Anyway, I'm sure y'all are a friendly bunch, but go easy on me anyway. I realize that the purpose of Wine is to make life easier for Linux users, not to allow Windows programs to run on every operating system under the sun (including Windows), and I don't expect anyone to go out of their way to accommodate a userbase that the project was never intended to support.






Top 
 Post Posted: Thu Sep 22, 2011 9:41 pm 
Offline
Moderator
Moderator

Joined: Wed Apr 27, 2011 11:01 pm
Posts: 1153
On 9/22/11 1:01 PM, DOSGuy wrote:
Quote:
Greetings everyone. Let me start by stating that I appreciate the enormous undertaking that Wine has been, and I am not suggesting that the ideas I will ask about in this post would be easy (or even possible) to implement, so there's no need to flame the n00b.


There is an effort to port Wine to the ARM platform. The problem is
like that for the Mac PowerPC platform, you will need a CPU emulator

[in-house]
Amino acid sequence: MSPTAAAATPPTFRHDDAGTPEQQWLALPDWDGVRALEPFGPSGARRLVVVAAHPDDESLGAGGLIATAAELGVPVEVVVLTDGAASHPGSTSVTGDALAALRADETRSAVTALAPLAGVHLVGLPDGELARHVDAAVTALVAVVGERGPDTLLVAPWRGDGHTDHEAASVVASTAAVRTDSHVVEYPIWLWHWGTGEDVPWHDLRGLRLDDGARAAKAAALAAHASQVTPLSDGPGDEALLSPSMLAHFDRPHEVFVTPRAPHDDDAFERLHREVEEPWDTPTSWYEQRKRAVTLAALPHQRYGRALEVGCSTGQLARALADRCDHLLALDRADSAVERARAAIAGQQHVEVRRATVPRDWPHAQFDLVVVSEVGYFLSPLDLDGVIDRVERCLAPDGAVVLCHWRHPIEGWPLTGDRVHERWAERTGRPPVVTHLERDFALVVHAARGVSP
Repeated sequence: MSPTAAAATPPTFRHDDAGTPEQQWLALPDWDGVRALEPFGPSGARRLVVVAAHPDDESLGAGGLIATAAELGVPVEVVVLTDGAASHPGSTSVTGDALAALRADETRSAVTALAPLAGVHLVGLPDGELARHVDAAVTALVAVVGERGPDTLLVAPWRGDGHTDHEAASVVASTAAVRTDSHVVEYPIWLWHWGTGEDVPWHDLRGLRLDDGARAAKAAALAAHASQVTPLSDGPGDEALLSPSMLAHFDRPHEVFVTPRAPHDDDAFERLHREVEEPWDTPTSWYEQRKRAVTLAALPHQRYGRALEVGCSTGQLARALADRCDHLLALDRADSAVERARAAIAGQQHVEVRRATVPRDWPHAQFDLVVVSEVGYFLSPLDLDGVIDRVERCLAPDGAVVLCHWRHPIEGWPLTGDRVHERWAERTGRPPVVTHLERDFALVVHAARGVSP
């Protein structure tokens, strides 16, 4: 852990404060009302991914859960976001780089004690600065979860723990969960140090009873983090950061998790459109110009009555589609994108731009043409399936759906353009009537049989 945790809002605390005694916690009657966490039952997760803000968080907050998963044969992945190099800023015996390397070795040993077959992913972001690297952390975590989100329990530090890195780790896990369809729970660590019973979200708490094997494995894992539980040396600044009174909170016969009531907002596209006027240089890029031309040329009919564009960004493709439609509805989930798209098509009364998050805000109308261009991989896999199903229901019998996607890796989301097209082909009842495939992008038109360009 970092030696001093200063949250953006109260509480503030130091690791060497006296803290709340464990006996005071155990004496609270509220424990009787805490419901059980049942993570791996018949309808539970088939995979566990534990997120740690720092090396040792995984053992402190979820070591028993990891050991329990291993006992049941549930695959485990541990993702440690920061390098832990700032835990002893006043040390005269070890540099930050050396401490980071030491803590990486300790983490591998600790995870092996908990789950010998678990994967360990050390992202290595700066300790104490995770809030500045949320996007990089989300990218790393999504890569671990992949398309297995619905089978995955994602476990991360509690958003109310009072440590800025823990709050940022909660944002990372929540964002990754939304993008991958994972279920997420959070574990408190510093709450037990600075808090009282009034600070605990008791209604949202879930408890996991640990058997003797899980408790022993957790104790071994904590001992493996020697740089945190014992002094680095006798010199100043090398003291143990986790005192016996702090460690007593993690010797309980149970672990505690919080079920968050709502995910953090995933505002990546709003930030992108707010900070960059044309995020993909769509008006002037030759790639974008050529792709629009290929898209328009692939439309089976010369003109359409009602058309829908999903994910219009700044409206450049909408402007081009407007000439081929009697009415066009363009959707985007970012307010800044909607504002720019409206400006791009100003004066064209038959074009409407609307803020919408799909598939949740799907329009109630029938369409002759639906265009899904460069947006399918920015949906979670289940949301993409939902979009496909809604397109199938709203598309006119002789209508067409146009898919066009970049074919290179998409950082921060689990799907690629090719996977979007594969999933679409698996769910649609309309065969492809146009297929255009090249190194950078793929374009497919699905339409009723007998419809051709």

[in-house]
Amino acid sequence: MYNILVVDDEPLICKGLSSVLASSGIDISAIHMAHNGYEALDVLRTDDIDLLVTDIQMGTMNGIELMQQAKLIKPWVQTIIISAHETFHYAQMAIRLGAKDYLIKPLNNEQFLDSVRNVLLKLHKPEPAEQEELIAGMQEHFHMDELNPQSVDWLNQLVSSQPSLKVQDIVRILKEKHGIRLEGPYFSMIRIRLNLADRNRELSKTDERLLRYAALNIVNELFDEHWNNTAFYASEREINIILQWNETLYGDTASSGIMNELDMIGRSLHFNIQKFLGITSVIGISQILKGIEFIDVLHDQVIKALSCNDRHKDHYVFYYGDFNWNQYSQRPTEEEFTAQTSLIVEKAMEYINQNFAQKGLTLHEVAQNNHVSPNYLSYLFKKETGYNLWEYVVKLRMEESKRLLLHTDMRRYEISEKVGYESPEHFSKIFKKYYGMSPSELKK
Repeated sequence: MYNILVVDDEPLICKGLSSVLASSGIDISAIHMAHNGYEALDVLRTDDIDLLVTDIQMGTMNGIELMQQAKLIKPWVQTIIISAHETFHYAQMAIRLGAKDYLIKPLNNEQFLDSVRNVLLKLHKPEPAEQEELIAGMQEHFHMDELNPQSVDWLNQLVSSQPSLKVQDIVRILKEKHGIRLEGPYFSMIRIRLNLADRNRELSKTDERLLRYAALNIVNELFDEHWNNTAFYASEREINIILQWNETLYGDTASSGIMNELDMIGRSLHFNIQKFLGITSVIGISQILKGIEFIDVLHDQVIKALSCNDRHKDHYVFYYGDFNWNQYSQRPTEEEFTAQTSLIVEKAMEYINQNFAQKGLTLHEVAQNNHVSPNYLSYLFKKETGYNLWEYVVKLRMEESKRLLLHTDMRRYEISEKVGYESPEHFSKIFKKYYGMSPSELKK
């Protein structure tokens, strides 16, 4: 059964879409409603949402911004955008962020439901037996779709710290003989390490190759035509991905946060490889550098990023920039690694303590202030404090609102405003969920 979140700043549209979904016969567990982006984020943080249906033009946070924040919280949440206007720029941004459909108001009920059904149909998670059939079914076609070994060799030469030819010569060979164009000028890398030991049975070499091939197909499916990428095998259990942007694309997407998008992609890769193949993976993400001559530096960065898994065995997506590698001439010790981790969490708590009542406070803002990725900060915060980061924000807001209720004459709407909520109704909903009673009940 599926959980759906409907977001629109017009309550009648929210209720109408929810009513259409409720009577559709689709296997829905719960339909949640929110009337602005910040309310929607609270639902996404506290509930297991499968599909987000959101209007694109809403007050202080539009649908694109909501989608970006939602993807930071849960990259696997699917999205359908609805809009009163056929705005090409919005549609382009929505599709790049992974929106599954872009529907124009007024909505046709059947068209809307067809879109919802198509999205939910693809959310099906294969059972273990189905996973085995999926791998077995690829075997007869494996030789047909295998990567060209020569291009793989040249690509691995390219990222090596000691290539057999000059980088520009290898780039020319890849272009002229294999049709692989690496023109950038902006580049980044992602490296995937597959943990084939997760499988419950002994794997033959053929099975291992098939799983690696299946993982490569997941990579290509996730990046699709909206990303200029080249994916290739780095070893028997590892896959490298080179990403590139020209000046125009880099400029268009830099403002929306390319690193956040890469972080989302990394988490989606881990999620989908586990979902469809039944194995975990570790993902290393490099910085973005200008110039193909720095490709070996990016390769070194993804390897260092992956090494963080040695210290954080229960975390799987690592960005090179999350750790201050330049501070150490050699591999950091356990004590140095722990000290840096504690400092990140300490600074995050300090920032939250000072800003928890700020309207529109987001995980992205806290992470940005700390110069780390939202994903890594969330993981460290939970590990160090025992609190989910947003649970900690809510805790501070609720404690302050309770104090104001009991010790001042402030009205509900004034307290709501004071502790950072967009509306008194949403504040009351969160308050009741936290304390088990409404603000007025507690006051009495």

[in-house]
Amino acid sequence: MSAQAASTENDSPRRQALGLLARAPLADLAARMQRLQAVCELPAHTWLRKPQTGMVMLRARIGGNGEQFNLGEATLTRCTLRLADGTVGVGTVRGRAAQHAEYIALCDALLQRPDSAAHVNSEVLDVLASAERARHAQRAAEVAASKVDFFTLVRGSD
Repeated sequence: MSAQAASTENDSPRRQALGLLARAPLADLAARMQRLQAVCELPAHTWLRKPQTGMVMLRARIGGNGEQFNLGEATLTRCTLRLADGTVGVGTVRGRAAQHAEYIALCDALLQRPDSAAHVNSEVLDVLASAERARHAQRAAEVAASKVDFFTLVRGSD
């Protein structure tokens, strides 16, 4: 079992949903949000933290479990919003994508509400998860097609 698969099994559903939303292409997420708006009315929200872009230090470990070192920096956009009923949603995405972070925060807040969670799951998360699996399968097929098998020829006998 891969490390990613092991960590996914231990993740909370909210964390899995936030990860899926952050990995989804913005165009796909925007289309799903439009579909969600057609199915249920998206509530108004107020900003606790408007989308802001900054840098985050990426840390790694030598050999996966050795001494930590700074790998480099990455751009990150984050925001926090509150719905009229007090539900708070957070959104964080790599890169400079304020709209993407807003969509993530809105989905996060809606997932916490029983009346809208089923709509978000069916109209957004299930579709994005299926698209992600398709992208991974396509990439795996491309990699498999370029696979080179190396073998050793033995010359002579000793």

until Windows programs start to appear for the target platform. Given
the number of ARM based 'objects', this may not be too far off.
However, running an emulator AND a bloated Windows program may prove to
slow for ARM processors as it did for the PowerPC platform.

James


Top 
 Post subject:
 Post Posted: Sat Sep 24, 2011 6:45 am 
Offline
Level 8
Level 8

Joined: Fri Feb 29, 2008 2:54 am
Posts: 1020
DOSGuy First fact of the matter true win16 applications don't require virtual x86 mode at all.

Microsoft reason for removing win16 support is bogus basically. Dos support requires virtual x86 mode not win16.

http://sites.google.com/site/x32abi/ This is a true example of bending reality. 64 bit chips in long mode running 32 bit application code. Yes the same stunts to bend reality here can be done with 16 bit code running in protected mode as well. So yes win64 win32 and win16 all in theory could be run in long long mode. Currently wine is not exploiting this evil.

dos applications need emulation v86 is emulation of an old 8086 chip. Yes wine is working on using dosbox to fill that hole.